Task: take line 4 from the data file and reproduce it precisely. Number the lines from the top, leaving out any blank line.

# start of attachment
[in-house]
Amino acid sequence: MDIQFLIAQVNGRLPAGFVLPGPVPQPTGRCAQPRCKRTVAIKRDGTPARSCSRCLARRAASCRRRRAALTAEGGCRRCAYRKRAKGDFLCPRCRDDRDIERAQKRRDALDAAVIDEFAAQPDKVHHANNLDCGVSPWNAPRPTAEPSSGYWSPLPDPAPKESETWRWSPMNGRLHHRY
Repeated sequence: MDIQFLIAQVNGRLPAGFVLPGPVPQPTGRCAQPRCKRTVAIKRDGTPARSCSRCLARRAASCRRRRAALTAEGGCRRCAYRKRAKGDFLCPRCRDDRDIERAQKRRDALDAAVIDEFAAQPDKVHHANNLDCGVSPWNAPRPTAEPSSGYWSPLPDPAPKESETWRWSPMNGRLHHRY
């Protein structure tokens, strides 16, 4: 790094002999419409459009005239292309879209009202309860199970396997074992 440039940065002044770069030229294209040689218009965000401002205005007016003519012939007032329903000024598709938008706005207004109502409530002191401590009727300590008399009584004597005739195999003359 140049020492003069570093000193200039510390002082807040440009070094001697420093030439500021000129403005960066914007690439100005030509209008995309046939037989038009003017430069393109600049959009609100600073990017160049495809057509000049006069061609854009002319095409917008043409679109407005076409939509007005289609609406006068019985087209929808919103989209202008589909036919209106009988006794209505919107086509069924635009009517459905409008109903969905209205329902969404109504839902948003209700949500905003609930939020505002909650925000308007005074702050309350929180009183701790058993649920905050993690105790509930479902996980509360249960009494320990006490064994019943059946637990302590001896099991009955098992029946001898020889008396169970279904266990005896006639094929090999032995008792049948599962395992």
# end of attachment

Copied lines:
């Protein structure tokens, strides 16, 4: 790094002999419409459009005239292309879209009202309860199970396997074992 440039940065002044770069030229294209040689218009965000401002205005007016003519012939007032329903000024598709938008706005207004109502409530002191401590009727300590008399009584004597005739195999003359 140049020492003069570093000193200039510390002082807040440009070094001697420093030439500021000129403005960066914007690439100005030509209008995309046939037989038009003017430069393109600049959009609100600073990017160049495809057509000049006069061609854009002319095409917008043409679109407005076409939509007005289609609406006068019985087209929808919103989209202008589909036919209106009988006794209505919107086509069924635009009517459905409008109903969905209205329902969404109504839902948003209700949500905003609930939020505002909650925000308007005074702050309350929180009183701790058993649920905050993690105790509930479902996980509360249960009494320990006490064994019943059946637990302590001896099991009955098992029946001898020889008396169970279904266990005896006639094929090999032995008792049948599962395992």